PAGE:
NEW YORK (Reuters Health) - A national UK survey out Monday found no traces of an “autism epidemic,” despite earlier reports that the developmental disorder has been rising quickly in recent decades.
Researchers found nearly one percent of Britons older than 16 years have autism, a rate that is similar to that seen in children. Younger people were no more likely to be affected than older ones, however, which would have been expected if the condition were truly on the increase.
“It was surprising to all of us,” said Dr. Traolach Brugha, a psychiatrist at the University of Leicester, who worked on the study. “If this study is correct, it does put a big question mark over the autism epidemic.”
The new survey, which is published in the Archives of General Psychiatry, is the first to give an estimate of autism rates among adults in the general community.
Autism spectrum disorders, which range from mild Asperger’s Syndrome to severe mental retardation and social disability, affect nearly one percent -- about one in 110 children -- in the U.S. as well, according to the Centers for Disease Control and Prevention.
The CDC estimated in 2009 that autism rates in the U.S. had gone up dramatically since 2002. In the UK, older surveys that found much lower rates of autism also seemed to suggest an increase in recent years.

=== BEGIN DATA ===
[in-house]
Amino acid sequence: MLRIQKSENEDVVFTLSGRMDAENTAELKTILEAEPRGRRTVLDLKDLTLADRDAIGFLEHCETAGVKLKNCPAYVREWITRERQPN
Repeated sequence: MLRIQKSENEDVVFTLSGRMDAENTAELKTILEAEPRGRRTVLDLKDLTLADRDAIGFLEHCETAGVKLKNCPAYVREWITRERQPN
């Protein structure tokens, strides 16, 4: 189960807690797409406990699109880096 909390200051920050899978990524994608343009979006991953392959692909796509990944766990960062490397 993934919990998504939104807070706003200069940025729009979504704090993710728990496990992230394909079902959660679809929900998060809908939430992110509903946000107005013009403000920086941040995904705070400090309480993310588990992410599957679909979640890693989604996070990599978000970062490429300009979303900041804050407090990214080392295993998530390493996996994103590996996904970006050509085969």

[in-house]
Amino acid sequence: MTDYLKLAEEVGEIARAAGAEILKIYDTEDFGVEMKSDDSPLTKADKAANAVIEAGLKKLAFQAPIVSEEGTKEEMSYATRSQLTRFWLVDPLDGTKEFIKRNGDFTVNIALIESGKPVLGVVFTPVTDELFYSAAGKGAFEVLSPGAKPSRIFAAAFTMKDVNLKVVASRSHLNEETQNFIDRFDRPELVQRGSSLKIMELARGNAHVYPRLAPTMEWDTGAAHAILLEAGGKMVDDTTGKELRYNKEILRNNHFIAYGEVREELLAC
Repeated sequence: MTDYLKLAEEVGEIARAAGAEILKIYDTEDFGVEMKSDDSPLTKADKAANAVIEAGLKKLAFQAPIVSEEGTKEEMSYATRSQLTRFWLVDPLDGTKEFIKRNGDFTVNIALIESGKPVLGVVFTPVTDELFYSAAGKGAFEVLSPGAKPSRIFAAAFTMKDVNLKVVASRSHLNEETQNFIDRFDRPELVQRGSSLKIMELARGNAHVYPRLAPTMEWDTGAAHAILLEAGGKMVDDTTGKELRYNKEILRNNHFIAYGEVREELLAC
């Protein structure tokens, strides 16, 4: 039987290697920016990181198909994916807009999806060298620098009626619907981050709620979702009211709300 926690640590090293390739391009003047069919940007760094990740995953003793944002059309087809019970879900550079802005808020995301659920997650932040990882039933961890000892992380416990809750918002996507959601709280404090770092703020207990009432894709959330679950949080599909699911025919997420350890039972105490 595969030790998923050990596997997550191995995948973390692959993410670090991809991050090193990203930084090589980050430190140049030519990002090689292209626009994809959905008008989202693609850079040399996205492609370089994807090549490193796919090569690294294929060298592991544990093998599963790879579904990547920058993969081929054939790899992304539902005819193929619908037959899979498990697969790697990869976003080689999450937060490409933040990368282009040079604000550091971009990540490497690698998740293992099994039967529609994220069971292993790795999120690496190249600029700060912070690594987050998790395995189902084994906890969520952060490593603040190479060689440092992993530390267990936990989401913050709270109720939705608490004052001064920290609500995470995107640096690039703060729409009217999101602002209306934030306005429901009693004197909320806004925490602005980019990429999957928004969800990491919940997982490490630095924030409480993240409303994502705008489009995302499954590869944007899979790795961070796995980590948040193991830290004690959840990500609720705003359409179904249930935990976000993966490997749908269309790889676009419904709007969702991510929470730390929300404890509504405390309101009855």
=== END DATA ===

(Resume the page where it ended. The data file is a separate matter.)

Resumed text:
Fears that the condition is becoming more and more common in children have launched both researchers and parents on a fierce search for the underlying reasons.
So far those efforts haven’t paid off, however, and the much-reported claim that childhood vaccines could be the culprit has been widely discredited.
In fact, more and more research hints that some if not all of the increase in autism may be due to changes in how, and how often, the disorder is diagnosed. Kids who used to be classified as mentally retarded or just plain eccentric, for instance, might now get an autism-spectrum label instead.
“That simply means more people are coming forth and being recognized,” Brugha told Reuters Health.
The researchers used data from the third national Adult Psychiatric Morbidity Survey, which was carried out in the UK in 2007.
Slightly more than half of the 13,171 households contacted agreed to take part in the study. First, they filled out an autism screening questionnaire, which was used to select those who’d undergo a face-to-face clinical assessment called the Autism Diagnostic Observation Schedule.
Overall, the researchers found 19 participants with autism out of a group of 2,828, corresponding to 9.8 per 1,000 adults, but there were no reliable signs that age had any influence on that rate.
Eighteen per 1,000 men got the diagnosis, compared to only two per 1,000 women. People with autism were more likely to live in government housing and have less education than others.
Brugha said he was confident in the results, but that they should still be confirmed in other studies given the small number of people with autism found in this study.
Ha added that he had been disappointed to discover that none of those who got the diagnosis based on the study’s clinical assessment were aware of their condition.
“None of them had been diagnosed (previously) with autism,” he said. “I think for me the issue is that people have been ignoring autism in adulthood and only focusing on children.”
SOURCE: bit.ly/Ceerv Archives of General Psychiatry, May 2, 2011.